The blog of the Urban Institute
September 15, 2020

Which Cities Became More (and Less) Racially and Economically Inclusive over the Past Few Years?

A few years ago, we explored how 274 of the largest US cities ranked on racial, economic, and overall inclusion across four decades. We defined inclusion as the opportunity for all residents to contribute to and benefit from economic prosperity. Journalists, advocates, city leaders, and practitioners then used our data feature and report to reflect upon their policies and programs and to hold leaders accountable to inclusion goals.

In Dallas, Texas, journalists cited the city’s poor ranking to push for change and argue against rapid-transit fare hikes. In South Dallas, Rev. Michael Waters pointed to the rankings to emphasize the need for racial equity to city council, saying “the Urban Institute… studied over 274 American cities.… And would you know that the city of Dallas came in dead last in all of America?” He urged the council to “do what is right for the city of Dallas: bring down Confederate monuments. Uplift the citizen’s review board. And make sure that every person in the city of Dallas has a means of work, a means of education, a means of thriving, a means of living.”

In Fresno, California, the Developing the Region’s Inclusive and Vibrant Economy (DRIVE) initiative used the measures to design and implement programs to address inequities in their city and advocate for change. The DRIVE team cited how Fresno consistently came in came in last of 59 in California on inclusion to remind city leaders and business representatives that action was needed to push equity and inclusion forward in their region. “Urban Institute’s inclusion metrics have made it crystal clear that the status quo of Fresno’s economy is not okay,” said Ashley Swearengin, president and CEO of the Central Valley Community Foundation, who helps lead the DRIVE initiative. “Ranking last among major cities in California and almost last in the United States for economic inclusion is more than a call to action for our community. It is an outcry that must be heard and deliberately and aggressively responded to by every leader and every institution in our community.”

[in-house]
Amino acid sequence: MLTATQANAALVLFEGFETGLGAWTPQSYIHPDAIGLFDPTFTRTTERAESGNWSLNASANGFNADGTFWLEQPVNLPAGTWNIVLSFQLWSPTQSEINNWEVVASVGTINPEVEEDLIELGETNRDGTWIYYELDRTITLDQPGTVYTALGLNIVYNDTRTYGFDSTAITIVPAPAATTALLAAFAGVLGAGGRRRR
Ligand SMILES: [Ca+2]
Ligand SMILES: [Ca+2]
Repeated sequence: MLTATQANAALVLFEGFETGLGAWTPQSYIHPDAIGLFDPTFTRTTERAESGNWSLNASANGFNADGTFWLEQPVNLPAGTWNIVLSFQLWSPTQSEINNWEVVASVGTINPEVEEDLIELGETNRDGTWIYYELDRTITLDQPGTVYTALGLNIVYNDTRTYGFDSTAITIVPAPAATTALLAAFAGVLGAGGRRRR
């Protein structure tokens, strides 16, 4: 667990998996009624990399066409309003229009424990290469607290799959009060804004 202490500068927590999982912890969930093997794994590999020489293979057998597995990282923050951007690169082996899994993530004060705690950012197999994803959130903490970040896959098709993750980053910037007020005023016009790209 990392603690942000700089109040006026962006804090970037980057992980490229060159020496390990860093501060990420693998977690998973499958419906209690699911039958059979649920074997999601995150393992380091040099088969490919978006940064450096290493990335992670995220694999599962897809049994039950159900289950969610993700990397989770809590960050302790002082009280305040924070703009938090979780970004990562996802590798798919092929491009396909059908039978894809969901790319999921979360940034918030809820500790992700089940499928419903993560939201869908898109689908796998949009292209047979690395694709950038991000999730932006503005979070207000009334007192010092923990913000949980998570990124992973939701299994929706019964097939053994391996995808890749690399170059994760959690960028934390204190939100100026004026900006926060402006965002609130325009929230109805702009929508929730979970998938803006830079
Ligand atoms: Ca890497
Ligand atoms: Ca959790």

To help cities continue advancing inclusion, particularly during the pandemic, which is highlighting the already-wide disparities in these very indicators of inclusion, we updated the feature to evaluate inclusion in the same cities in 2016. Using these data, we found that many cities improved on inclusion since 2013, but some worsened.

Which cities became more inclusive?

Between 2013 and 2016, Duluth, Minnesota, improved most on overall inclusion, jumping 73 ranks. The following factors drove Duluth’s improvement:

  • a reduction in income segregation (residents were more likely to live near people of different income levels in 2016 than they were three years prior)
  • reductions in the share of households paying more than 35 percent of their annual household income on rent
  • reductions in the proportion of families that contain at least one person working full time but still earn less than the federal poverty level
  • reductions in racial segregation
  • reductions in their racial homeownership gap
  • reductions in their racial poverty gap

Other cities on our top-10 list saw large improvements to their racial poverty gap, like Billings, Montana, and Oxnard, California, and others saw significant reductions in their high school dropout rate, including Waterbury, Connecticut, and Allentown, Pennsylvania.